The US White House is reportedly planning to target remittance payments made by illegal Mexican immigrants in an attempt to curb the inflow of illegal arrivals through the southern border. If passed, those changes may cause immigrants in the US to turn to alternatives, such as Bitcoin.
White House to Cut Remittances to Mexico
The White House is reportedly going to target remittance payments which made by illegal US immigrants, the Daily Caller reports citing a senior administration official.
These plans are coming amid a larger shakeup taking place at the Department of Homeland Security (DHS), as an attempt to curb illegal immigration. Reportedly, thousands of migrants are arriving on a daily basis at the southern US border, claiming asylum.
The statement comes following a proposition from former Kansas State Secretary of State, Kris Kobach. Speaking on the matter of ending remittances from illegal Mexican immigrants in the US, he outlined:
The threat I propose is one that actually helps us if we follow through on it. That is the threat of ending remittances from the majority of people in the United States from Mexico who are here illegally. That is a threat that we could carry through on that actually helps our economy because the money is not sent home, it stays in circulation in the U.S. economy and helps rev up our economy. It’s actually a good thing if we follow through.
It’s not the first time Trump has turned his sights to remittances from the US to Mexico. Back in 2017, he threatened to tax or to halt them as means of funding to build a wall along the entire southern border.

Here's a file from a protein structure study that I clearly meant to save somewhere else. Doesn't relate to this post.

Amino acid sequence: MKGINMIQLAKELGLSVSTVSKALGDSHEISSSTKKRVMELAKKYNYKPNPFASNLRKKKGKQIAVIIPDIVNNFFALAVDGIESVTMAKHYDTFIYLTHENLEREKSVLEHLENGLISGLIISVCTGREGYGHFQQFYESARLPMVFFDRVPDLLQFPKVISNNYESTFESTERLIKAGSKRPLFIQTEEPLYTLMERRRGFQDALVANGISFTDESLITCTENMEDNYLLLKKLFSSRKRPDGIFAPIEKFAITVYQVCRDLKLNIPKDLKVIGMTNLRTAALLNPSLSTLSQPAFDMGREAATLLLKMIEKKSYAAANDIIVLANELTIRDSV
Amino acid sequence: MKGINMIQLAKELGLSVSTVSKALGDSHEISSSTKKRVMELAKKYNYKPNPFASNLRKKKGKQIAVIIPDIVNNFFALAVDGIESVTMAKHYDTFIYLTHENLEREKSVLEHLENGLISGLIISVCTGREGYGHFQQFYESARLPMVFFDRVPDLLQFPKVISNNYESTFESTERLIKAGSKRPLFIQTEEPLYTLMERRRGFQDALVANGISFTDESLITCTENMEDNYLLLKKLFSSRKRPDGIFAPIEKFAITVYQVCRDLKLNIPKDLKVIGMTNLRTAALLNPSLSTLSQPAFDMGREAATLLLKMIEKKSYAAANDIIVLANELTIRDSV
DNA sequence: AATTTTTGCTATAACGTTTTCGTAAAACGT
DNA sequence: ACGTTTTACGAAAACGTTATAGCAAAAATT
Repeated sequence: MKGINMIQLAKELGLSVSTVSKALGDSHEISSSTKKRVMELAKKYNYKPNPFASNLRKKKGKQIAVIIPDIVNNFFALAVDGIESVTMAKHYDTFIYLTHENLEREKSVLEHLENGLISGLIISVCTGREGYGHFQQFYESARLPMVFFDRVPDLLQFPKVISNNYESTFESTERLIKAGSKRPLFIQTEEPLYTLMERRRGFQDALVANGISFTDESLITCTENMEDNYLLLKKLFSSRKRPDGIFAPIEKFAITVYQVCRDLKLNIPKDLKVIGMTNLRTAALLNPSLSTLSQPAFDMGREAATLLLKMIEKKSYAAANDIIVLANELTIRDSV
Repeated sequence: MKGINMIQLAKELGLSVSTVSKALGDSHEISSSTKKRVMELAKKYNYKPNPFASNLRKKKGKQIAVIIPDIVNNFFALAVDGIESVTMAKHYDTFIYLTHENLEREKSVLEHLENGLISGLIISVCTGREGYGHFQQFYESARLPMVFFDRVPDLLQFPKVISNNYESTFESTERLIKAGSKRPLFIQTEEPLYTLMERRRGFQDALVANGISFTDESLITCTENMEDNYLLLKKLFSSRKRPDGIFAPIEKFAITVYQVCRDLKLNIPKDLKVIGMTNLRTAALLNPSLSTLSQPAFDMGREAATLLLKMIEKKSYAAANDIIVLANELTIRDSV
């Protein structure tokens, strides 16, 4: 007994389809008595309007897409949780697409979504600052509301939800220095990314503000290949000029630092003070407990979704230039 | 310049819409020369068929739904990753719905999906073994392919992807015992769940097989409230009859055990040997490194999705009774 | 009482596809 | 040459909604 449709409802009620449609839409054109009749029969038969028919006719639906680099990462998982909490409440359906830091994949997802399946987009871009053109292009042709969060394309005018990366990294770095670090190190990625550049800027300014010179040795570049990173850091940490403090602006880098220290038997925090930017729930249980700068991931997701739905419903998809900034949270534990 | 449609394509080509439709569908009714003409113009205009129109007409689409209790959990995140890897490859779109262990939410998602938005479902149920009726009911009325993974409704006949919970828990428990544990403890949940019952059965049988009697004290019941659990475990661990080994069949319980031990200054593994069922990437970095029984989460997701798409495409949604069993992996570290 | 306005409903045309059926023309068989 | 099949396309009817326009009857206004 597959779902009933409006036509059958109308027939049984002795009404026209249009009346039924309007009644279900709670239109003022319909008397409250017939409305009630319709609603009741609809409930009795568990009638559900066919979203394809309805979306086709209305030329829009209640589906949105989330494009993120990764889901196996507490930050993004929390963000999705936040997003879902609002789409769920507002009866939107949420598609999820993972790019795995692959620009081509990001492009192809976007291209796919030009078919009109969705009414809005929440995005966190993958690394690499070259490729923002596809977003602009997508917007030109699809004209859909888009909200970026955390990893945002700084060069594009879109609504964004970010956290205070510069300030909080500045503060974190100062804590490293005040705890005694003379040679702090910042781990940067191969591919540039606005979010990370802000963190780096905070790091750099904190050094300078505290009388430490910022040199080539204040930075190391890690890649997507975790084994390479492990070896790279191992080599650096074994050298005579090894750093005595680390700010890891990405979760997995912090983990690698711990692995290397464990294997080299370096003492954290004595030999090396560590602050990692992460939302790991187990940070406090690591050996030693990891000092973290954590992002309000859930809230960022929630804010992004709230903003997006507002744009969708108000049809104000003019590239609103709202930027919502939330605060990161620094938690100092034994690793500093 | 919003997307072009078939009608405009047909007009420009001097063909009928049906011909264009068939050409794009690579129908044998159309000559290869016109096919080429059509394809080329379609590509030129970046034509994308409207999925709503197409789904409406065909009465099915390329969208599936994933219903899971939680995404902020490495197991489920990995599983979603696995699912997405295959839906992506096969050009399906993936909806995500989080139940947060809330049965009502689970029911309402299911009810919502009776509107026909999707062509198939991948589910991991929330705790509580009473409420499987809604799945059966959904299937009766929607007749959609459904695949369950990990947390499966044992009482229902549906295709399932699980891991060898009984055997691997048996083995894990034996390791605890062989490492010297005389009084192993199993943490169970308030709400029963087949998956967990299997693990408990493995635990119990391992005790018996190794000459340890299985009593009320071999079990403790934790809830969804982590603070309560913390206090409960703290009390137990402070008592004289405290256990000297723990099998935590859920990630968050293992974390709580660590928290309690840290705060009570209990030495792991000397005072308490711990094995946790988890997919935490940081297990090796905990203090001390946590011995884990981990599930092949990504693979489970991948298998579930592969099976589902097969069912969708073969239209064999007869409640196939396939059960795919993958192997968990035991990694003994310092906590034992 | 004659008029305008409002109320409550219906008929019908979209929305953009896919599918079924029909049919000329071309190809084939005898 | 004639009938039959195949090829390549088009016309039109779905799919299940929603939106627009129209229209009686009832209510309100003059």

Why It’s Good For Bitcoin
It’s unclear exactly how much money illegal Mexican immigrants in the US send home. However, according to one report, 2018 saw a total of around $33 billion sent in remittances from the US to Mexico. Moreover, this is one of the largest sources of foreign capital in Mexico.
Prohibiting Mexican immigrants in the US to send money back home with conventional means is perhaps likely to cause those people to look for alternatives, rather than halting remittances in general.
In fact, this was reiterated by Kobach himself, who said:
There will always be ways to circumvent things you put in place. Yes, if we stop wire transfers and bank transfers, there may be ways to get around it and one way to get around it is to send cash in the mail.
And while putting cash in an envelope and sending it across the border is, indeed, an alternative, Bitcoin provides for a much more safer and quicker transfer of value. It is also a politically nuetral and borderless financial network where no central authority can impose capital controls.
For these reasons, Bitcoin has already become a preferred alternative in countries facing political and economic crisis. This includes use-cases such as remittance payments in Venezuela and other Latin American nations.
Moreover, Venezuela even took measures to profit from the growing market, imposing a 15 percent fee on all Bitcoin and cryptocurrency remittance payments.
In any case, this seems like yet one more reason for which Trump could turn out to be Bitcoin’s biggest champion.